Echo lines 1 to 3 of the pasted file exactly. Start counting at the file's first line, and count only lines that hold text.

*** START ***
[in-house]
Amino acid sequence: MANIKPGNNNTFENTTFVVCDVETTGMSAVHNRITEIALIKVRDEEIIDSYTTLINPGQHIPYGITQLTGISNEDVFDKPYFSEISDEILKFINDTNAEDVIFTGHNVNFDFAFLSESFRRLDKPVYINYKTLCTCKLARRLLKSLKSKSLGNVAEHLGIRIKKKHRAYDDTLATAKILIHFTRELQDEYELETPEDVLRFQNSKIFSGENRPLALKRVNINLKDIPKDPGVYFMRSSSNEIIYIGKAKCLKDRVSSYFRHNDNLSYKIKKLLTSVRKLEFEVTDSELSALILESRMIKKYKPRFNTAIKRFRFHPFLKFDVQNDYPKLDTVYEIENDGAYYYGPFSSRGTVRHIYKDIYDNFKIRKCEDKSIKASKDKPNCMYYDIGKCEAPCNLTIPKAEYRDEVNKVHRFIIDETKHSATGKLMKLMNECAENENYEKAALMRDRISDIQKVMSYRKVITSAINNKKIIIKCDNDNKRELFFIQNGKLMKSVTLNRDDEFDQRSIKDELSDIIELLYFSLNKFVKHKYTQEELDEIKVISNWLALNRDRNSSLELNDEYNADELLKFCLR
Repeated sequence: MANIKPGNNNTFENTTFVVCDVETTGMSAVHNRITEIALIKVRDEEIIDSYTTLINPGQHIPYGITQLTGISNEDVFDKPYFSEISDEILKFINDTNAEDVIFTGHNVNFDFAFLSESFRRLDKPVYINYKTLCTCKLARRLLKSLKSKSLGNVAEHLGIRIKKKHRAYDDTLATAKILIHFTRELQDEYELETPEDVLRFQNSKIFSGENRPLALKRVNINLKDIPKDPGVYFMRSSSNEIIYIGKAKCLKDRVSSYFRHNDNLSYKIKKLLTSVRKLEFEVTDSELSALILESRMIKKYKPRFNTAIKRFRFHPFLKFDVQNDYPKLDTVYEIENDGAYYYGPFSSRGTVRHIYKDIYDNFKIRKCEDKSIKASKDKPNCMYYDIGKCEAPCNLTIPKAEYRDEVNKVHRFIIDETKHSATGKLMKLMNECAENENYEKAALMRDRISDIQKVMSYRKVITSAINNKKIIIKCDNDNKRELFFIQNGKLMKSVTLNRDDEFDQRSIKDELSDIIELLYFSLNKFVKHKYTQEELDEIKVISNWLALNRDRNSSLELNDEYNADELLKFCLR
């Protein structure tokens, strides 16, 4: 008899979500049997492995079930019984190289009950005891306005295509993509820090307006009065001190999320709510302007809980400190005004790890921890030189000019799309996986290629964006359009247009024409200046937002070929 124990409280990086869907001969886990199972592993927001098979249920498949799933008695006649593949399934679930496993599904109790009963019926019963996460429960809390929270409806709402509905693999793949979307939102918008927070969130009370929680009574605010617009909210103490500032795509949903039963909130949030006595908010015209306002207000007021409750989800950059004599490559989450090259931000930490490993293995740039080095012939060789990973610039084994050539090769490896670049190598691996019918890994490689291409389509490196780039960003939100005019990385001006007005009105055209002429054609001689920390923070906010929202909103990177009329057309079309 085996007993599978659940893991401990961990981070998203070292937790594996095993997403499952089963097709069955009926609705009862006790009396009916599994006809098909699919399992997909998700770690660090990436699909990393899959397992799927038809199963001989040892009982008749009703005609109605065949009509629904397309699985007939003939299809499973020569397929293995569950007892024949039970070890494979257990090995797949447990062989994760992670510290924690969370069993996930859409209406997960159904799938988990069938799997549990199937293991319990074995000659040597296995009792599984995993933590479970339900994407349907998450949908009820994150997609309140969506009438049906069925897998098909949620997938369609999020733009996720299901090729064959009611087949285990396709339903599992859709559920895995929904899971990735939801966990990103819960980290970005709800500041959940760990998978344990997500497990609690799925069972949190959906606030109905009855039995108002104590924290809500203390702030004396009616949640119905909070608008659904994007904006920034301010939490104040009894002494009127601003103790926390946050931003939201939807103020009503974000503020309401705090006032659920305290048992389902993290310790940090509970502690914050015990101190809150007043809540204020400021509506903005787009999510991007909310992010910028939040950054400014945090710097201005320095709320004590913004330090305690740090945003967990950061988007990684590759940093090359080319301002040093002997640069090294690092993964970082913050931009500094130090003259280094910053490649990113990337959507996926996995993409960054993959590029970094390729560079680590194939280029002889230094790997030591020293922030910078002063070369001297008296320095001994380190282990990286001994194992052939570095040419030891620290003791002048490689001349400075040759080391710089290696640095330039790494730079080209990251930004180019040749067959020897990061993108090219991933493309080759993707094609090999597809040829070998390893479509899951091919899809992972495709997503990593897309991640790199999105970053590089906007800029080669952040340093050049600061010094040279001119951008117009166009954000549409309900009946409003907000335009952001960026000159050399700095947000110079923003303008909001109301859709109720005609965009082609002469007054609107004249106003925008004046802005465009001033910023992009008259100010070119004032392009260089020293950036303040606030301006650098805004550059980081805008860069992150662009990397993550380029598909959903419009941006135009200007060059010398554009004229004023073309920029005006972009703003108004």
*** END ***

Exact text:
[in-house]
Amino acid sequence: MANIKPGNNNTFENTTFVVCDVETTGMSAVHNRITEIALIKVRDEEIIDSYTTLINPGQHIPYGITQLTGISNEDVFDKPYFSEISDEILKFINDTNAEDVIFTGHNVNFDFAFLSESFRRLDKPVYINYKTLCTCKLARRLLKSLKSKSLGNVAEHLGIRIKKKHRAYDDTLATAKILIHFTRELQDEYELETPEDVLRFQNSKIFSGENRPLALKRVNINLKDIPKDPGVYFMRSSSNEIIYIGKAKCLKDRVSSYFRHNDNLSYKIKKLLTSVRKLEFEVTDSELSALILESRMIKKYKPRFNTAIKRFRFHPFLKFDVQNDYPKLDTVYEIENDGAYYYGPFSSRGTVRHIYKDIYDNFKIRKCEDKSIKASKDKPNCMYYDIGKCEAPCNLTIPKAEYRDEVNKVHRFIIDETKHSATGKLMKLMNECAENENYEKAALMRDRISDIQKVMSYRKVITSAINNKKIIIKCDNDNKRELFFIQNGKLMKSVTLNRDDEFDQRSIKDELSDIIELLYFSLNKFVKHKYTQEELDEIKVISNWLALNRDRNSSLELNDEYNADELLKFCLR
Repeated sequence: MANIKPGNNNTFENTTFVVCDVETTGMSAVHNRITEIALIKVRDEEIIDSYTTLINPGQHIPYGITQLTGISNEDVFDKPYFSEISDEILKFINDTNAEDVIFTGHNVNFDFAFLSESFRRLDKPVYINYKTLCTCKLARRLLKSLKSKSLGNVAEHLGIRIKKKHRAYDDTLATAKILIHFTRELQDEYELETPEDVLRFQNSKIFSGENRPLALKRVNINLKDIPKDPGVYFMRSSSNEIIYIGKAKCLKDRVSSYFRHNDNLSYKIKKLLTSVRKLEFEVTDSELSALILESRMIKKYKPRFNTAIKRFRFHPFLKFDVQNDYPKLDTVYEIENDGAYYYGPFSSRGTVRHIYKDIYDNFKIRKCEDKSIKASKDKPNCMYYDIGKCEAPCNLTIPKAEYRDEVNKVHRFIIDETKHSATGKLMKLMNECAENENYEKAALMRDRISDIQKVMSYRKVITSAINNKKIIIKCDNDNKRELFFIQNGKLMKSVTLNRDDEFDQRSIKDELSDIIELLYFSLNKFVKHKYTQEELDEIKVISNWLALNRDRNSSLELNDEYNADELLKFCLR